Strategy: Operation Underbelly (Soviet focus on India)
This will likely be a multi-post topic, since there are so many moving parts.
- Reposition naval, air, and armored forces (on round 1) to strike at India on subsequent rounds
- Secure front-line, back-line, and coastal positions
There are obviously other considerations (which I will go into at more depth as they become pertinent) but those are the broad ideas behind this strategy.
With the standard “bid” of 20 IPCs, going with 10 infantry is usually the default action. Now, normally you would put these infantry into position to be used in combat immediately on round 1; this, however, is not entirely the case with this strategy. Since the USSR starts with so few forces in central Asia, we need to leverage round 0 to offset this, if we want to have any chance of overpowering the placement/reinforcement capability of the UK in India.
I suggest this placement:
1 inf - Mongolia
2 inf - Kazakhstan
2 inf - Turkmenistan
3 inf - Georgia
2 inf - Romania
The infantry in Mongolia, Kazakhstan, and Turkmenistan can all reach the friendly Chinese territory of Sinkiang, which shares a border with India. We want the extra infantry in Georgia to help ensure we take Turkey on round 1 – granting us control of the strait, and thus defending our “back-line” territories (in this case, Romania, Ukraine, and Georgia.) We also want to be able to take out Greece; this destroys some valuable NATO equipment, as well as denying them a free place to land reinforcements. Ultimately, we want to spend as little time as possible dithering in the Balkans, so that we can get on to the rest of Europe.
Round 1: Combat Movement
(I’ve run all of these combats through the helpful calculator, provided at http://calc.axisandallies.org/ but feel free to test them for yourself)
Since the subsequent non-combat moves are pivotal to the overall strategy, I’m going to make note of how much movement the offensive units need to use, to get into combat.
West Germany: (1 bmb, 8 inf, 4 arm, 2 ftr)
East Germany: 10 inf, 2 arm, 1 hrm, 1 ftr (moved 1 space)
Poland: 6 inf, 1 arm, 1 ftr (moved 1 space)
Yugoslavia: 4 inf, 1 arm (moved 1 space)
Baltic States: 1 arm (moved 2 spaces)
Total offense: 20 inf, 5 arm, 1 hrm, 2 ftr
Greece: (4 inf, 1 arm, 1 ftr)
Poland: 1 hrm (moved 2 spaces)
Yugoslavia: 1 ftr (moved 1 space)
Romania: 6 inf, 2 arm (moved 1 space)
Total offense: 6 inf, 2 arm, 1 hrm, 1 ftr
Turkey: (6 inf, 1 arm, 1 ftr)
Ukraine: 2 inf (amphibious) via Black Sea transport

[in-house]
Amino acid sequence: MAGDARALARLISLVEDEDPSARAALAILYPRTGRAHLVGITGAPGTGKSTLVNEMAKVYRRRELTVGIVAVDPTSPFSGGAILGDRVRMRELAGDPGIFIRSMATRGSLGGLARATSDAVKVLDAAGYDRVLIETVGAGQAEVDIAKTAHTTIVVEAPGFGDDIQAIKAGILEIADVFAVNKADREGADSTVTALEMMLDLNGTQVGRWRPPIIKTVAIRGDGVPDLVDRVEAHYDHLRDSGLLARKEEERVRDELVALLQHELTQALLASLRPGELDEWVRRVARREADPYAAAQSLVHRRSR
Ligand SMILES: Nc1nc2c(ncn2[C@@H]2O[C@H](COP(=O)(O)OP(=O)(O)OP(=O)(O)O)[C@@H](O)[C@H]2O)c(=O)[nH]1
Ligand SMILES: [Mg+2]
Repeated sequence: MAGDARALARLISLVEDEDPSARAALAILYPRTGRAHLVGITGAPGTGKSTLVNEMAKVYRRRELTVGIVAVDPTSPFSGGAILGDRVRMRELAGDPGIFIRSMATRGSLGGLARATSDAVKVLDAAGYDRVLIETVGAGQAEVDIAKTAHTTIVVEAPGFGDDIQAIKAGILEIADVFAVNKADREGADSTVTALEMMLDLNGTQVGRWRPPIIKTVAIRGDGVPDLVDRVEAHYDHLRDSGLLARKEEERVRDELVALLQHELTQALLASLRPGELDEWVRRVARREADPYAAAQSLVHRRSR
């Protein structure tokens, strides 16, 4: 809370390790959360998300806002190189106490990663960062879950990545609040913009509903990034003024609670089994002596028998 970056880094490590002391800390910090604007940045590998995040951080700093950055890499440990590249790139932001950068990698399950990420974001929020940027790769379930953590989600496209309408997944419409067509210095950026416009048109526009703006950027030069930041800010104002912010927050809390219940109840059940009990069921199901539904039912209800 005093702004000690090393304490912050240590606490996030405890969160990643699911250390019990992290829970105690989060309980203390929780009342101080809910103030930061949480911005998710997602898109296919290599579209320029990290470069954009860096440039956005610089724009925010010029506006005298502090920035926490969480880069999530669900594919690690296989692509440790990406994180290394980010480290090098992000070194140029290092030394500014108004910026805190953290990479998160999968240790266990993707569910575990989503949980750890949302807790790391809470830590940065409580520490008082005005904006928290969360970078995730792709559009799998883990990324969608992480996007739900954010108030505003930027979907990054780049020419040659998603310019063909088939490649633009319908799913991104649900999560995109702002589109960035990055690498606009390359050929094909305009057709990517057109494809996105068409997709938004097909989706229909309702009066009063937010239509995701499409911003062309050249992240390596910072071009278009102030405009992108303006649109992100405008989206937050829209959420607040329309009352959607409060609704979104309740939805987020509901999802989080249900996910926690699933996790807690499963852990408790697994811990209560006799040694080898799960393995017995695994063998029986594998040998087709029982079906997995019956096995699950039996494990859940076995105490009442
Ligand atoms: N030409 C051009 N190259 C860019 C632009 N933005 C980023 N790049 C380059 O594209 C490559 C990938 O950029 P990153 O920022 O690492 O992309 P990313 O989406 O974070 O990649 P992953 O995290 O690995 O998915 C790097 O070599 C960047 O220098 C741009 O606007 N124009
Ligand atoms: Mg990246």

Ukraine: 1 ftr (moved 2 spaces)
Georgia: 7 inf
Russia (aka Moscow): 2 arm, 1 hrm (moved 2 spaces)
Total offense: 9 inf, 2 arm, 1 hrm, 1 ftr
Pakistan: (1 inf)
Russia: 1 ftr (moved 3 spaces)
Turkmenistan: 3 inf
Total offense: 3 inf, 1 ftr
India SZ: (1 sub, 1 trn)
Russia: 1 bmb (moved 4 spaces)
Total offense: 1 bmb
Japan SZ: (1 sub, 1 crz, 1 BB)
East Siberia: 2 trn, 2 sub
Kamchatka: 1 ftr (moved 2 spaces)
North Korea: 1 ftr (moved 1 space)
Total offense: 2 trn, 2 sub, 2 ftr
North Sea: (2 trn, 1 crz)
Komi SZ: 1 trn, 2 sub, 1 crz
Baltic SZ: 1 sub
Total offense: 1 trn, 3 sub, 1 crz
Theorycraft: The Thinking Behind it All
- Yugoslavia armor to West Germany/Poland heavy armor to Greece.
As I mentioned earlier, we don’t want to leave units stranded in the Balkans for very long, if we can help it. This is why the armor is sent to West Germany rather than Greece, while the heavy armor (with its extra movement) is sent to Greece rather than West Germany.
- Fighters in West Germany/Greece
These aircraft are only moved 1 space, allowing them 3 spaces of movement on non-combat, for maximum flexibility in their redeployment.
- Why Pakistan?
Part of the problem with India, is the number of places which it can draw forces from; taking out Pakistan removes one such place. It also grants you a potential landing space, for aircraft to be used against the Persian Gulf (i.e. Pakistan SZ) on following rounds.
- Disrupting the convoy routes
In order to keep India from getting resupply, it is important to send our bomber against the India SZ. There are a couple ways to come at this: you want to at least strafe, and destroy the sub, so that it cannot be used to block or attack your naval units; if you also destroy the transport, this prevents the UK from moving an infantry immediately in from Singapore, or from sending it down towards South Africa (as part of a shuck-shuck strategy into Pakistan, on subsequent rounds.) It’s important to position your units to hit the sea zones near India early, since it will take until at least round 2 for UK surface ships to arrive.